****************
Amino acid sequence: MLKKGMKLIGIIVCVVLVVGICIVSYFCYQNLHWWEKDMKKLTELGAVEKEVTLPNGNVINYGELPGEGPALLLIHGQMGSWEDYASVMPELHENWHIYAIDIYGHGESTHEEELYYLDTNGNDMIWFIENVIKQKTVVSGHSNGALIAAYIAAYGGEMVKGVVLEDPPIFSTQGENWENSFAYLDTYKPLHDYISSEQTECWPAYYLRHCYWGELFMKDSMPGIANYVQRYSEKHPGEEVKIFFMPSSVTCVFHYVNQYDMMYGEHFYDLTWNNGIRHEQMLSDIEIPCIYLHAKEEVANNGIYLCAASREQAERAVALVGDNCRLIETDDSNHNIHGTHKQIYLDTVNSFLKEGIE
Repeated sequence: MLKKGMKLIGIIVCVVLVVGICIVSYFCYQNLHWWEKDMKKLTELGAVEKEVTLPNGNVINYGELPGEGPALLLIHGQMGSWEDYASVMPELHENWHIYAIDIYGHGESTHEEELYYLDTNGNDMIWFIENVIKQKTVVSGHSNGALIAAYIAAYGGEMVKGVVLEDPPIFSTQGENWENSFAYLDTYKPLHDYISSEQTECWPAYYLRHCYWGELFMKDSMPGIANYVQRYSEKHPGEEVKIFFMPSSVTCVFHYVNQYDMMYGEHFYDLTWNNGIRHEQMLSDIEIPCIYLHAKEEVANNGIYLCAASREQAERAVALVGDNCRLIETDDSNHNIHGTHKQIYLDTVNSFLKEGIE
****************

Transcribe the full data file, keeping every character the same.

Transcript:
Amino acid sequence: MLKKGMKLIGIIVCVVLVVGICIVSYFCYQNLHWWEKDMKKLTELGAVEKEVTLPNGNVINYGELPGEGPALLLIHGQMGSWEDYASVMPELHENWHIYAIDIYGHGESTHEEELYYLDTNGNDMIWFIENVIKQKTVVSGHSNGALIAAYIAAYGGEMVKGVVLEDPPIFSTQGENWENSFAYLDTYKPLHDYISSEQTECWPAYYLRHCYWGELFMKDSMPGIANYVQRYSEKHPGEEVKIFFMPSSVTCVFHYVNQYDMMYGEHFYDLTWNNGIRHEQMLSDIEIPCIYLHAKEEVANNGIYLCAASREQAERAVALVGDNCRLIETDDSNHNIHGTHKQIYLDTVNSFLKEGIE
Repeated sequence: MLKKGMKLIGIIVCVVLVVGICIVSYFCYQNLHWWEKDMKKLTELGAVEKEVTLPNGNVINYGELPGEGPALLLIHGQMGSWEDYASVMPELHENWHIYAIDIYGHGESTHEEELYYLDTNGNDMIWFIENVIKQKTVVSGHSNGALIAAYIAAYGGEMVKGVVLEDPPIFSTQGENWENSFAYLDTYKPLHDYISSEQTECWPAYYLRHCYWGELFMKDSMPGIANYVQRYSEKHPGEEVKIFFMPSSVTCVFHYVNQYDMMYGEHFYDLTWNNGIRHEQMLSDIEIPCIYLHAKEEVANNGIYLCAASREQAERAVALVGDNCRLIETDDSNHNIHGTHKQIYLDTVNSFLKEGIE